After two lock-downs at Toronto’s city hall in less than a month, a councillor is now calling for more emergency training and resources — including annual lockdown drills.
Beaches-East York Coun. Brad Bradford has put forward a member motion, which will be heard at council on Wednesday, asking the city’s security department to provide more training for all staff.
On July 3, he was among those at city hall during the most recent lockdown — and told CBC Toronto once the intercom announcement was made, those gathered in a committee room for a planning and housing meeting weren’t initially sure it was a “real-life scenario.”
Even as attendees realized the lockdown wasn’t a test run, what was supposed to happen next wasn’t “exactly clear,” Bradford said.
“You could feel the anxiety and tension in the room,” he added. “You could see and feel that nervousness.”
That lockdown was tied to a nearby gun call, which didn’t include any reports of injuries.
Less than a month earlier, on June 17, city hall was also placed in lockdown amid a shooting near Nathan Philips Square during the Raptors’ NBA Championship parade.
Four people were shot and injured, and the incident led to confusion and stampeding among the massive crowd of onlookers.
Three people were later arrested.
Motion recommends ‘conducting annual drills’
To ensure thousands of city employees know how to respond if a lock-down happens again, Bradford’s motion recommends “conducting annual drills to enhance emergency preparedness.”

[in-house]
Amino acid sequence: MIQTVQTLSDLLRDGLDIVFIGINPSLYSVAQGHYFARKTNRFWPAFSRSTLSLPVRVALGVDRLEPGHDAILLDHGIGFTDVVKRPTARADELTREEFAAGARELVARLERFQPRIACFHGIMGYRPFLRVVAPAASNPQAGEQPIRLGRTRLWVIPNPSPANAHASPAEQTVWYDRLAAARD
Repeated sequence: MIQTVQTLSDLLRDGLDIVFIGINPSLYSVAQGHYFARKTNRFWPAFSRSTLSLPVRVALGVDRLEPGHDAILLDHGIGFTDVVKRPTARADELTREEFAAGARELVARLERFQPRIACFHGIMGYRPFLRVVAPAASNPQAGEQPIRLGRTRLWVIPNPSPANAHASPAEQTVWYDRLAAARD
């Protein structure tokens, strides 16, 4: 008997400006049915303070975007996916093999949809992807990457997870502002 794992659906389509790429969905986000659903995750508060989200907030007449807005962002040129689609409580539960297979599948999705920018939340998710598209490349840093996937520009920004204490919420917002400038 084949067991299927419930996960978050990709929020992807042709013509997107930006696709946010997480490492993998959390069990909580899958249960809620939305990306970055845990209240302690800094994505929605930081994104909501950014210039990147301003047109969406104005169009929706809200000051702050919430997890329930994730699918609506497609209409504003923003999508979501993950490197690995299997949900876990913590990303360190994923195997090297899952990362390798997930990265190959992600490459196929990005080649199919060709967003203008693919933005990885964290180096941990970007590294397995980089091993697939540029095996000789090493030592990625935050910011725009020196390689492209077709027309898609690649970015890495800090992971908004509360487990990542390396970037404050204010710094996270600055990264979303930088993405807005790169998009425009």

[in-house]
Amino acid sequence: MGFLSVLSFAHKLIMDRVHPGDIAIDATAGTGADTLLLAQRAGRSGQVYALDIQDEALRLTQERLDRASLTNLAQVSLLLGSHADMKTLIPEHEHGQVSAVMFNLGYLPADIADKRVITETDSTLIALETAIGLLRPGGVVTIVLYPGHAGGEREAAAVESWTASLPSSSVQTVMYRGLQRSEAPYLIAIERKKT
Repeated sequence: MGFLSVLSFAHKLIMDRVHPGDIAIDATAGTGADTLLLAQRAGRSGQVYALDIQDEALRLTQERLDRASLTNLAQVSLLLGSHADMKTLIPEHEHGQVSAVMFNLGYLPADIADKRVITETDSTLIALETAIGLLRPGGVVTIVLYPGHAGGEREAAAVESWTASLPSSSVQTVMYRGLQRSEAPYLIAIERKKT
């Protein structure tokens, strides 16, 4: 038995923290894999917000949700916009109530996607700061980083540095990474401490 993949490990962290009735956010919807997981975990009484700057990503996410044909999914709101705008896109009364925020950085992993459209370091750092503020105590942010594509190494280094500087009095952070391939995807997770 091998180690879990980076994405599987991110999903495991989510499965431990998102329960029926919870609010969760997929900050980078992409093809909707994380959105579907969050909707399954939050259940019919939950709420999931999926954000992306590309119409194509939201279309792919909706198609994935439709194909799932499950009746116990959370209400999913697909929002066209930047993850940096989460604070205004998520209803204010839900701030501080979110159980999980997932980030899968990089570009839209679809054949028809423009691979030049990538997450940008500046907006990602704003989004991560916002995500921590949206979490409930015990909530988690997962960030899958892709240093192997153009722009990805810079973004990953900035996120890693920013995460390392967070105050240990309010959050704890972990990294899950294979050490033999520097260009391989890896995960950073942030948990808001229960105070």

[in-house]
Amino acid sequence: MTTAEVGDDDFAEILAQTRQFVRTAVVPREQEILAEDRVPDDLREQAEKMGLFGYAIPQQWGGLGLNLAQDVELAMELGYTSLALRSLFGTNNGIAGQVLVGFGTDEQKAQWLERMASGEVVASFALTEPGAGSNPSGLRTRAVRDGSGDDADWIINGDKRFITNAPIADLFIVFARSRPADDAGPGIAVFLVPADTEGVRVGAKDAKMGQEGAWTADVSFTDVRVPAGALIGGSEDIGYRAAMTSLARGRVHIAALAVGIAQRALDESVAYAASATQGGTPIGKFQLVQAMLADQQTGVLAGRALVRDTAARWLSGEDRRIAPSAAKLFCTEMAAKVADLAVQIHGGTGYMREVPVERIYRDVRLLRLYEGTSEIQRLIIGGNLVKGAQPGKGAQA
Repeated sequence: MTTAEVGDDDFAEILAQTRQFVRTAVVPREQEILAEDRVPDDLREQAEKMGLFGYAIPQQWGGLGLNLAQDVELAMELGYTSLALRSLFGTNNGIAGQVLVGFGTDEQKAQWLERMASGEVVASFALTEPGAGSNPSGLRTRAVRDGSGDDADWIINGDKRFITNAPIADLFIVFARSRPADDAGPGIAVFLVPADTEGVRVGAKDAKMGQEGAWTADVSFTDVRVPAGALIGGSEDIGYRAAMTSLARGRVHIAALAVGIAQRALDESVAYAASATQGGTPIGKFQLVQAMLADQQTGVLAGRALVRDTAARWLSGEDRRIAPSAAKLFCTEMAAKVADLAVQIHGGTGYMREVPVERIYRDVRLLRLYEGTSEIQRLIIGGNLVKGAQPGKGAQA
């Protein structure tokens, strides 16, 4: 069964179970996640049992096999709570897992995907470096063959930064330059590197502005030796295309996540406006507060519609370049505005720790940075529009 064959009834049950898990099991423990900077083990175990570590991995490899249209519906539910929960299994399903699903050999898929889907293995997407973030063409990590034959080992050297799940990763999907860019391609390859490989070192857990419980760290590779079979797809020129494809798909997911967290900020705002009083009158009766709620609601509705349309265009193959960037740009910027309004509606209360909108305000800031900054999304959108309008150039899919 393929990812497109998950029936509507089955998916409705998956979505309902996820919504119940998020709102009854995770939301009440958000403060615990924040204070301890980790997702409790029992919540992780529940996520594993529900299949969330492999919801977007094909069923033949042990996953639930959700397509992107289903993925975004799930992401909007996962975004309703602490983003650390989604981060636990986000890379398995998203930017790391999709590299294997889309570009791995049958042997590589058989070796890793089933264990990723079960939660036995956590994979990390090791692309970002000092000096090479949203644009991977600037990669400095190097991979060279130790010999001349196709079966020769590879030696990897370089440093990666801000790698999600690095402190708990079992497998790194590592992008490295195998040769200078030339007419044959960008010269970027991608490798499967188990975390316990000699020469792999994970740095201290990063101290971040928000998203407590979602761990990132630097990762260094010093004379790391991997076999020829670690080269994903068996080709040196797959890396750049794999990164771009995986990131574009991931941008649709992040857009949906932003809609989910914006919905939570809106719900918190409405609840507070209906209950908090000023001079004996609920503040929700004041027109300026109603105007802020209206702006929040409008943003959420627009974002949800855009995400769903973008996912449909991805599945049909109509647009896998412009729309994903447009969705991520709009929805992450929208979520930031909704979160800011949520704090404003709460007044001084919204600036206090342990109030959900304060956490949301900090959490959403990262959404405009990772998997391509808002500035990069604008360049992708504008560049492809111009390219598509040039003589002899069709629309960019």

While lockdown drills are increasingly common in North America, particularly among school boards in the wake of various deadly school shootings throughout the United States, there is debate over the merits.
In Montreal last year, for instance, two school boards took different approaches, with one holding drills annually. The other doesn’t require schools to prepare for “active shooter” situations amid concerns the drills can be traumatizing or confusing, particularly for young students.
Drills ‘never without cost or consequence,’ expert warns
Emergency preparedness drills are “never without cost or consequence,” cautioned Colleen Derkatch, a Ryerson University professor who has researched how people assess risk when it comes to our health.
It’s worth considering how broadly training should be applied, she added, because it can make people feel more at risk in their day-to-day lives.
“If you want to do drills, you need to think about who needs to be involved,” Derkatch continued. “Does it need to be everybody, or just leaders in situations?”
Go too broad, she warned, and organizations and governments can wind up feeling like a “fortress.”
Despite the concerns, Bradford’s new motion isn’t the first time city hall has looked at beefing up security; just last year, council voted to begin baggage screenings for anyone entering the building.
While it’s “alarming” that school boards and governments need to be more aware of the need for lock-downs, “it is the reality of the day,” Bradford said.
“And it’s better to be prepared than not,” he added.